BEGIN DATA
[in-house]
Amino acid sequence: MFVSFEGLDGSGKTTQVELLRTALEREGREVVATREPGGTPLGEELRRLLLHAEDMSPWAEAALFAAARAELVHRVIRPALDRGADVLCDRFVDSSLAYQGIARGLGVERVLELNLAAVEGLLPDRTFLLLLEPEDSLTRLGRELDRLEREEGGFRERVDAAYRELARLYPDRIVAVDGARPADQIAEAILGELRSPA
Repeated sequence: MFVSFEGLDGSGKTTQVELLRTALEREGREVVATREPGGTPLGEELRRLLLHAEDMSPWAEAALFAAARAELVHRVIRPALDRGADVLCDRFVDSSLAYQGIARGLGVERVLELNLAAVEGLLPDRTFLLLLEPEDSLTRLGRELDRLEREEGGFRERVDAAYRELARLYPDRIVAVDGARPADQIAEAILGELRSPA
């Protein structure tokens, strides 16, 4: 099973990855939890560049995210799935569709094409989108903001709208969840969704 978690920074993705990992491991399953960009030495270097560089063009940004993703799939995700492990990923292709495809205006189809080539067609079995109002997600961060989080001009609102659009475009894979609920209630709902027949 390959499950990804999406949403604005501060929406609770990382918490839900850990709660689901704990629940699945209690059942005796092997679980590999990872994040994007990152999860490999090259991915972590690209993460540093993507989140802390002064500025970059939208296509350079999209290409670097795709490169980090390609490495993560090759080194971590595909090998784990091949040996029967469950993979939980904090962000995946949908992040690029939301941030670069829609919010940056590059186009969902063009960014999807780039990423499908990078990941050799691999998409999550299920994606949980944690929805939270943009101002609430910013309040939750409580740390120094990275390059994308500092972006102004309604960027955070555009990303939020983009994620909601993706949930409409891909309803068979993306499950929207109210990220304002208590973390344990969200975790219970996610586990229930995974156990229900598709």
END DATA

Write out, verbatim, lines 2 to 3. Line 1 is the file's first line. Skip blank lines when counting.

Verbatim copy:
Amino acid sequence: MFVSFEGLDGSGKTTQVELLRTALEREGREVVATREPGGTPLGEELRRLLLHAEDMSPWAEAALFAAARAELVHRVIRPALDRGADVLCDRFVDSSLAYQGIARGLGVERVLELNLAAVEGLLPDRTFLLLLEPEDSLTRLGRELDRLEREEGGFRERVDAAYRELARLYPDRIVAVDGARPADQIAEAILGELRSPA
Repeated sequence: MFVSFEGLDGSGKTTQVELLRTALEREGREVVATREPGGTPLGEELRRLLLHAEDMSPWAEAALFAAARAELVHRVIRPALDRGADVLCDRFVDSSLAYQGIARGLGVERVLELNLAAVEGLLPDRTFLLLLEPEDSLTRLGRELDRLEREEGGFRERVDAAYRELARLYPDRIVAVDGARPADQIAEAILGELRSPA